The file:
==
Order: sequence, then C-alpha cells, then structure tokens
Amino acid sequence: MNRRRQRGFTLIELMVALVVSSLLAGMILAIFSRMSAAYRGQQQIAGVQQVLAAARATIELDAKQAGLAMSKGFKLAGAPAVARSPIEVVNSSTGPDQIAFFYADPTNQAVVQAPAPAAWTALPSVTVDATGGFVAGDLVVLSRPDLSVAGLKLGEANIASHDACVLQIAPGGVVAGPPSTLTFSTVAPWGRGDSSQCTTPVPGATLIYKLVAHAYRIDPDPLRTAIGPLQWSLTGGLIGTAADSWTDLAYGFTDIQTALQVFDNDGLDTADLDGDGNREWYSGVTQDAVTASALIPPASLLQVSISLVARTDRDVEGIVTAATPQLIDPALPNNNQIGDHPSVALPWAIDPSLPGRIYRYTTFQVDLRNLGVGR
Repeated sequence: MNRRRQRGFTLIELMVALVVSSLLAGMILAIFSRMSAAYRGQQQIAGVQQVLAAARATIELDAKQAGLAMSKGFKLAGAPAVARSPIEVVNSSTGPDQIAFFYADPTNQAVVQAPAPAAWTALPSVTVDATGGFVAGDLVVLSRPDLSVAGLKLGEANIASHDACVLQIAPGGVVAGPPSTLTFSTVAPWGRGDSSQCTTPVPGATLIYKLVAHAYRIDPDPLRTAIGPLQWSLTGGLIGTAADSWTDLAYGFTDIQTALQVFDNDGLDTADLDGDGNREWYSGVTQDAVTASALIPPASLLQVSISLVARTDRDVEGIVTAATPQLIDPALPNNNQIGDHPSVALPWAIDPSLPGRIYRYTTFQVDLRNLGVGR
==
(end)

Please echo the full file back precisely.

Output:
Order: sequence, then C-alpha cells, then structure tokens
Amino acid sequence: MNRRRQRGFTLIELMVALVVSSLLAGMILAIFSRMSAAYRGQQQIAGVQQVLAAARATIELDAKQAGLAMSKGFKLAGAPAVARSPIEVVNSSTGPDQIAFFYADPTNQAVVQAPAPAAWTALPSVTVDATGGFVAGDLVVLSRPDLSVAGLKLGEANIASHDACVLQIAPGGVVAGPPSTLTFSTVAPWGRGDSSQCTTPVPGATLIYKLVAHAYRIDPDPLRTAIGPLQWSLTGGLIGTAADSWTDLAYGFTDIQTALQVFDNDGLDTADLDGDGNREWYSGVTQDAVTASALIPPASLLQVSISLVARTDRDVEGIVTAATPQLIDPALPNNNQIGDHPSVALPWAIDPSLPGRIYRYTTFQVDLRNLGVGR
Repeated sequence: MNRRRQRGFTLIELMVALVVSSLLAGMILAIFSRMSAAYRGQQQIAGVQQVLAAARATIELDAKQAGLAMSKGFKLAGAPAVARSPIEVVNSSTGPDQIAFFYADPTNQAVVQAPAPAAWTALPSVTVDATGGFVAGDLVVLSRPDLSVAGLKLGEANIASHDACVLQIAPGGVVAGPPSTLTFSTVAPWGRGDSSQCTTPVPGATLIYKLVAHAYRIDPDPLRTAIGPLQWSLTGGLIGTAADSWTDLAYGFTDIQTALQVFDNDGLDTADLDGDGNREWYSGVTQDAVTASALIPPASLLQVSISLVARTDRDVEGIVTAATPQLIDPALPNNNQIGDHPSVALPWAIDPSLPGRIYRYTTFQVDLRNLGVGR